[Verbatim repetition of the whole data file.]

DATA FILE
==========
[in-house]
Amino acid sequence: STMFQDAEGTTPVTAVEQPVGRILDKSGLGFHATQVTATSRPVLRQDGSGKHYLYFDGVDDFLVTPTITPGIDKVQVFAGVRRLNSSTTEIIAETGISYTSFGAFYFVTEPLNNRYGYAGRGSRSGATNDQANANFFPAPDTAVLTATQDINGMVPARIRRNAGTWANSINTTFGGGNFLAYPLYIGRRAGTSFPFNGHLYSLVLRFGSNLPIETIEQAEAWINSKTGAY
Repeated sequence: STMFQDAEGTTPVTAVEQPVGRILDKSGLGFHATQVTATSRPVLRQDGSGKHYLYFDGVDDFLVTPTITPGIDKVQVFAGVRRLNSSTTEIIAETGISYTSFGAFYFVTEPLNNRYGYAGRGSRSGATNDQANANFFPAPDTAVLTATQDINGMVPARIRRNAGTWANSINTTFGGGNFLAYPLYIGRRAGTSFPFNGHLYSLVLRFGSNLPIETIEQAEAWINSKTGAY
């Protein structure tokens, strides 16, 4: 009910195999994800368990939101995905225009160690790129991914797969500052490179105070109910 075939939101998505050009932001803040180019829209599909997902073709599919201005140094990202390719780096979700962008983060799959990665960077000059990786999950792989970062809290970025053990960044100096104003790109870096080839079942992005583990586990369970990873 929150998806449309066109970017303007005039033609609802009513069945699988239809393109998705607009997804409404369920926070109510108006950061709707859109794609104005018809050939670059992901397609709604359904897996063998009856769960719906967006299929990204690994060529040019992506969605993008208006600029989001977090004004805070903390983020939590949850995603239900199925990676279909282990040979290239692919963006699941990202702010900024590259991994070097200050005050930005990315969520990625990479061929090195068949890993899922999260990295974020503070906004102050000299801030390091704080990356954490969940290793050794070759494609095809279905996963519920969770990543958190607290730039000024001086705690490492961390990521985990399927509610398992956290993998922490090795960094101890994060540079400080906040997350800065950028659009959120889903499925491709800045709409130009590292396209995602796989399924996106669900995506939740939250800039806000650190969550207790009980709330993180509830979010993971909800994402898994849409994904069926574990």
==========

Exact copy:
[in-house]
Amino acid sequence: STMFQDAEGTTPVTAVEQPVGRILDKSGLGFHATQVTATSRPVLRQDGSGKHYLYFDGVDDFLVTPTITPGIDKVQVFAGVRRLNSSTTEIIAETGISYTSFGAFYFVTEPLNNRYGYAGRGSRSGATNDQANANFFPAPDTAVLTATQDINGMVPARIRRNAGTWANSINTTFGGGNFLAYPLYIGRRAGTSFPFNGHLYSLVLRFGSNLPIETIEQAEAWINSKTGAY
Repeated sequence: STMFQDAEGTTPVTAVEQPVGRILDKSGLGFHATQVTATSRPVLRQDGSGKHYLYFDGVDDFLVTPTITPGIDKVQVFAGVRRLNSSTTEIIAETGISYTSFGAFYFVTEPLNNRYGYAGRGSRSGATNDQANANFFPAPDTAVLTATQDINGMVPARIRRNAGTWANSINTTFGGGNFLAYPLYIGRRAGTSFPFNGHLYSLVLRFGSNLPIETIEQAEAWINSKTGAY
């Protein structure tokens, strides 16, 4: 009910195999994800368990939101995905225009160690790129991914797969500052490179105070109910 075939939101998505050009932001803040180019829209599909997902073709599919201005140094990202390719780096979700962008983060799959990665960077000059990786999950792989970062809290970025053990960044100096104003790109870096080839079942992005583990586990369970990873 929150998806449309066109970017303007005039033609609802009513069945699988239809393109998705607009997804409404369920926070109510108006950061709707859109794609104005018809050939670059992901397609709604359904897996063998009856769960719906967006299929990204690994060529040019992506969605993008208006600029989001977090004004805070903390983020939590949850995603239900199925990676279909282990040979290239692919963006699941990202702010900024590259991994070097200050005050930005990315969520990625990479061929090195068949890993899922999260990295974020503070906004102050000299801030390091704080990356954490969940290793050794070759494609095809279905996963519920969770990543958190607290730039000024001086705690490492961390990521985990399927509610398992956290993998922490090795960094101890994060540079400080906040997350800065950028659009959120889903499925491709800045709409130009590292396209995602796989399924996106669900995506939740939250800039806000650190969550207790009980709330993180509830979010993971909800994402898994849409994904069926574990």